Repository Layout and Terminology

Welcome to git-buildpackage (short gbp), a system that integrates the Debian package build system with Git. The most recent version of this manual can be found here.

This is what gbp can do for you:

All of this is (hopefully) being done without restricting the user to certain usage patterns.

Repository Layout and Terminology

It is recommended to have the Debian™ packaging on a separate branch than the upstream source [1]. This is necessary to be able to import and merge in new upstream versions via gbp import-orig. To distinguish these two branches, the following terminology [2] is used:

  • The debian-branch (the default branch name used in the Git™ repository is master) holds your current development work. That's the branch you usually cut your releases from and the default branch new upstream releases are merged onto.

  • The upstream-branch (the default branch name used in the Git™ repository is upstream) holds the upstream releases. This can either be a branch you import to or a branch of an upstream Git™ repository you pull from.

  • The pristine-tar branch (the default branch name used in the Git™ repository is pristine-tar) holds the necessary additional information to recreate the original tarball from the upstream-branch. In order to use this feature, you need to install the pristine-tar™ package.

  • There can be one or more patch-queue branches. Every patch-queue branch is related to a debian-branch. If the debian-branch is called master, the corresponding patch-queue branch is called patch-queue/master. The patch-queue branch is the Debian™ branch plus the contents of debian/patches applied. These branches are managed with gbp pq.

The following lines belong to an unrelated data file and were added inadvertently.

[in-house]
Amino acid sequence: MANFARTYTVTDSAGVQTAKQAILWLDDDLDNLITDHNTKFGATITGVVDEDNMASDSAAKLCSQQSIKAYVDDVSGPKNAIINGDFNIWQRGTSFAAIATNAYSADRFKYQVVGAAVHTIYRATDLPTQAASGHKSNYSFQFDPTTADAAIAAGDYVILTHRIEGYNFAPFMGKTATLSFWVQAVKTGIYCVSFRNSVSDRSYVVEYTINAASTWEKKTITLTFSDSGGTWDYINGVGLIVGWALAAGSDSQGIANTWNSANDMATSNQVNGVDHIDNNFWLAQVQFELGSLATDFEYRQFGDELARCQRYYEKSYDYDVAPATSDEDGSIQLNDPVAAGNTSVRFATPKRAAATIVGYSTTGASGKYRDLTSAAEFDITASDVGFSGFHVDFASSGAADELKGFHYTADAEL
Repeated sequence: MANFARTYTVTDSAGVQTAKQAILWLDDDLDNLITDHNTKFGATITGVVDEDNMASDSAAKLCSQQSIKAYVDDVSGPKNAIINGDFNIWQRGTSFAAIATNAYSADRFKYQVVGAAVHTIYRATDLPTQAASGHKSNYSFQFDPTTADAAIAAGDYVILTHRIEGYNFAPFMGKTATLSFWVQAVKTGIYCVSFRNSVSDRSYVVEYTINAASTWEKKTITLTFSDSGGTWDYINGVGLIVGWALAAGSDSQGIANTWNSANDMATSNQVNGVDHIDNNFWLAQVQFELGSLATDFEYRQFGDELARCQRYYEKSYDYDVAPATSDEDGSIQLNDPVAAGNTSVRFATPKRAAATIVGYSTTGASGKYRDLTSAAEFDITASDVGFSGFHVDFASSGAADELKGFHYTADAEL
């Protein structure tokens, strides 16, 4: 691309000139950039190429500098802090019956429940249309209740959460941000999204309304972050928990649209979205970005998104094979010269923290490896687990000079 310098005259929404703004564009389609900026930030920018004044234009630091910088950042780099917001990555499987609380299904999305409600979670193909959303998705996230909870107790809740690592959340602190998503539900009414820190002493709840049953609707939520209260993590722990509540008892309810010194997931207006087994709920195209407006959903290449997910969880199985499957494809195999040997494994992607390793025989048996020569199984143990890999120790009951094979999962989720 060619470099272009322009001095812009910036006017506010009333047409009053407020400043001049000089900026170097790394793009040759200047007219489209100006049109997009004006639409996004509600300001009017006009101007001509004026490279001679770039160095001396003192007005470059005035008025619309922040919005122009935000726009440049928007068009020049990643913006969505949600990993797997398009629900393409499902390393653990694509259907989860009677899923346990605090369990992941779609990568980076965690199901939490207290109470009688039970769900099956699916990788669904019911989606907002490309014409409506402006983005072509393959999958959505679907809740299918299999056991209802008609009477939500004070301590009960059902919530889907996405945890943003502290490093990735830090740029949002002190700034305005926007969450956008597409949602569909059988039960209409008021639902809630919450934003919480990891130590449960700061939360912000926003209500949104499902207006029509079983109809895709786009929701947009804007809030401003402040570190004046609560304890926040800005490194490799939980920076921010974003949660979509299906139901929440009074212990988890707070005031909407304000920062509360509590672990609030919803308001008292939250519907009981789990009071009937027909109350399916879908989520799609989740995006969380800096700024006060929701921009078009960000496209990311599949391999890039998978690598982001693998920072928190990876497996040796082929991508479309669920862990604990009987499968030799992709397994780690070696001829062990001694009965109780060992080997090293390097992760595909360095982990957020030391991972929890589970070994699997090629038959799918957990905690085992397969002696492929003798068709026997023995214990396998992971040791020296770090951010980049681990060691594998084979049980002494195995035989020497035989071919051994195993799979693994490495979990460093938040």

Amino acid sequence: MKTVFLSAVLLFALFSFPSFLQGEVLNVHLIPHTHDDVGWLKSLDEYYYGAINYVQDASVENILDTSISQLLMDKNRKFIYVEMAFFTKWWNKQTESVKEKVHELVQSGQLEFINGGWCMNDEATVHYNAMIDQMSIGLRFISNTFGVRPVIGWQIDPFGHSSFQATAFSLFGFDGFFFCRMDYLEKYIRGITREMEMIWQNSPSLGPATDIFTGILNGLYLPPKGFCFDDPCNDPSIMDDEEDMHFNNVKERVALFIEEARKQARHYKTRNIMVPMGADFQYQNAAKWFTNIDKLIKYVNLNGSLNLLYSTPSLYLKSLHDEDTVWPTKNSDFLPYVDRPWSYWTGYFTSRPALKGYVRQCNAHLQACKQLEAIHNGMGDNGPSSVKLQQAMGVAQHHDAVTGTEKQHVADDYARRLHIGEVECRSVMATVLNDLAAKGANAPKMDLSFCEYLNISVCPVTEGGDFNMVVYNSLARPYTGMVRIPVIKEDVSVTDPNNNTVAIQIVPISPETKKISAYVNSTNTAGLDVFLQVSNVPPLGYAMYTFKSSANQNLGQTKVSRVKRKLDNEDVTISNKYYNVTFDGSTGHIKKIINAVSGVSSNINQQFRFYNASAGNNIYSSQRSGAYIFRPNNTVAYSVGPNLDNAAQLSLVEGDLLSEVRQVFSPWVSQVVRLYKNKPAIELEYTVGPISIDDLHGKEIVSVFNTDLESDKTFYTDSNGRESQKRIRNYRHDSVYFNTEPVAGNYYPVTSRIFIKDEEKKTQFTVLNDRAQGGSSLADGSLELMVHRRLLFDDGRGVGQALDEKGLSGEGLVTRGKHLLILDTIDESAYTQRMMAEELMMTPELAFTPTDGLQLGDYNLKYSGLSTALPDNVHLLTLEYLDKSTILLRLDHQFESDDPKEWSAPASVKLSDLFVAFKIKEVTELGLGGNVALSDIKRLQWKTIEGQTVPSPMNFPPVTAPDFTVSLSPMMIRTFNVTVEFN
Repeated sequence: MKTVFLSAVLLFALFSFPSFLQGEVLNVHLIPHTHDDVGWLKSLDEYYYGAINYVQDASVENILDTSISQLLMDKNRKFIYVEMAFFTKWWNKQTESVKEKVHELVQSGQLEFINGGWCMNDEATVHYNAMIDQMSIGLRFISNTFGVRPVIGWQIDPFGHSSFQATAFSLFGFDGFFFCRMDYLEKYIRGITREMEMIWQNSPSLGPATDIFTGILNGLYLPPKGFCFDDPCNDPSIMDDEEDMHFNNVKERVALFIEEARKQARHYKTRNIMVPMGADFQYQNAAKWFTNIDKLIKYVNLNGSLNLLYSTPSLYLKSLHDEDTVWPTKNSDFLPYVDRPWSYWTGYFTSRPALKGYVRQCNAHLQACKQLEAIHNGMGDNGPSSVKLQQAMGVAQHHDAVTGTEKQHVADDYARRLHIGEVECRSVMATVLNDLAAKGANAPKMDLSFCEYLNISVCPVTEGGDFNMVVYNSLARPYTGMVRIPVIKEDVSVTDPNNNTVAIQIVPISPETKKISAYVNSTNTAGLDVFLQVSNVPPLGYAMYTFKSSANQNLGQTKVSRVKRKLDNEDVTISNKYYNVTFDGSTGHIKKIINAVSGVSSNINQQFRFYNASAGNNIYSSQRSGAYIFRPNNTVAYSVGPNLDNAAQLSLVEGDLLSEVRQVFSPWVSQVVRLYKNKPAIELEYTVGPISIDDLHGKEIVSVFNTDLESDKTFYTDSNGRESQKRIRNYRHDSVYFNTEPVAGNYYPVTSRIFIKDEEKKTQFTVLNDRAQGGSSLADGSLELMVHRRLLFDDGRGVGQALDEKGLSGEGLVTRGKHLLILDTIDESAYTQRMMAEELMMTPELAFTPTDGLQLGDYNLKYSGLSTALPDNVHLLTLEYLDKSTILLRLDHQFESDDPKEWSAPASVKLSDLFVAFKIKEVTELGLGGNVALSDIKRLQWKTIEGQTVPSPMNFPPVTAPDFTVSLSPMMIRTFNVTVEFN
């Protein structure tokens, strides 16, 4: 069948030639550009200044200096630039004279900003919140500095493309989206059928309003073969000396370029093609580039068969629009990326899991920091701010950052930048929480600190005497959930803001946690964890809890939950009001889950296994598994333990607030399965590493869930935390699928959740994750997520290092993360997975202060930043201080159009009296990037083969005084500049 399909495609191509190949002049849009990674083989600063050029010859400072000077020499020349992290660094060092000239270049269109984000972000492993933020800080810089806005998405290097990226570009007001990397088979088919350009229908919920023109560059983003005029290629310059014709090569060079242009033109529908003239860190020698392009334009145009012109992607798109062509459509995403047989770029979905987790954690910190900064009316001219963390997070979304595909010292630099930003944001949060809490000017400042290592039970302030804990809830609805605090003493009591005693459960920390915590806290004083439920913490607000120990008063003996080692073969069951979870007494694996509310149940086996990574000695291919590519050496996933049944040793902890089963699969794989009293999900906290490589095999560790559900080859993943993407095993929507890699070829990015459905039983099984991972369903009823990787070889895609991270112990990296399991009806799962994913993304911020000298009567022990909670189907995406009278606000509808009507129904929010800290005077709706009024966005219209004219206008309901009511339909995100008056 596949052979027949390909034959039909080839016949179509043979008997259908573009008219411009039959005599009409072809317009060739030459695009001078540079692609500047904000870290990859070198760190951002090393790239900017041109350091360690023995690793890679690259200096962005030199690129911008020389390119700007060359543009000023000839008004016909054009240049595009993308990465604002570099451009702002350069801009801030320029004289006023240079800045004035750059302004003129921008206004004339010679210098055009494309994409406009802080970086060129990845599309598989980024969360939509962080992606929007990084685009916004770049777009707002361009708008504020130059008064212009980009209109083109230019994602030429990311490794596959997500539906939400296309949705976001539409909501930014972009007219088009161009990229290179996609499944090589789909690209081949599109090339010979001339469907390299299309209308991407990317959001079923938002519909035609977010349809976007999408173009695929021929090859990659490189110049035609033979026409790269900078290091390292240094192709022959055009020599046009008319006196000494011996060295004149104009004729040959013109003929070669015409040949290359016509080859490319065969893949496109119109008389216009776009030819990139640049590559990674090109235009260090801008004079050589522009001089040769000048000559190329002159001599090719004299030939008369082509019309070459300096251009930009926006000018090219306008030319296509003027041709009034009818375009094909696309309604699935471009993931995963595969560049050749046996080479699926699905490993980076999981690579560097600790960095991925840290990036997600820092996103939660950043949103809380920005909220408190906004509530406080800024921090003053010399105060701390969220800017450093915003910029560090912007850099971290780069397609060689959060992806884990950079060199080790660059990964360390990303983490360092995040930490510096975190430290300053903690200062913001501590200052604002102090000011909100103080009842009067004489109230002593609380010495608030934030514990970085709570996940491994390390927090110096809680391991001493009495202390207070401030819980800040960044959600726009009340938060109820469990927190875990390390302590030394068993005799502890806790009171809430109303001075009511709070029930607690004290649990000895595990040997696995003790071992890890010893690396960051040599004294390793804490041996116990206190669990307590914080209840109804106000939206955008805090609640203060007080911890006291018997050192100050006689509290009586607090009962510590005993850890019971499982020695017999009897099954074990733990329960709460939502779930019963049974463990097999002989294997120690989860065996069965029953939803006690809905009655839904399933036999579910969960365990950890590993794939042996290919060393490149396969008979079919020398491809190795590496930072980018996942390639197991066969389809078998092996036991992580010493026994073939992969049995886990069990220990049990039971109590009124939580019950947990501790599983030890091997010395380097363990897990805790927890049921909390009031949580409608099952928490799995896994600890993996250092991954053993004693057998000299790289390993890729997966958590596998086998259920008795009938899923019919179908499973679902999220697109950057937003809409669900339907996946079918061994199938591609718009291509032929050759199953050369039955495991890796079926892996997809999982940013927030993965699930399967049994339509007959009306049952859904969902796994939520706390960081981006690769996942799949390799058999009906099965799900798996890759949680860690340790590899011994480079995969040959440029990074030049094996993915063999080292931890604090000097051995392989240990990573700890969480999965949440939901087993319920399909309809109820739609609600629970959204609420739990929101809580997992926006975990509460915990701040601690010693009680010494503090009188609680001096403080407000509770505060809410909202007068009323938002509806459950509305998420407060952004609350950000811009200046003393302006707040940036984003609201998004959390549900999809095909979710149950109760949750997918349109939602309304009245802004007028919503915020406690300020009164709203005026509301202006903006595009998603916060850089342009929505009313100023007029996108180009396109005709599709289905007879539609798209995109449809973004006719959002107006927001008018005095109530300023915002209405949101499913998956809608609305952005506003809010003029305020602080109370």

You're completely free to pick any repository layout; the branch names above are only gbp's defaults. They can be changed at any point in time, and you can work with an arbitrary number of branches. For example, branches like nmu, backports or stable might (temporarily or permanently) become your debian-branch, and branches like dfsg or snapshots might become your upstream-branch—it doesn't matter if these branches are maintained with gbp import-orig or not.

A recommended branch layout is described in the section called “Branch layout”.

Since gbp buildpackage only works with local Git™-repositories, you have to use git push in order to publish your changes to remote repositories like; this can be automated with gbp buildpackage's post-tag hook.

[1] this, of course, has no meaning for Debian™ native packages

[2] corresponding to the command line and config file options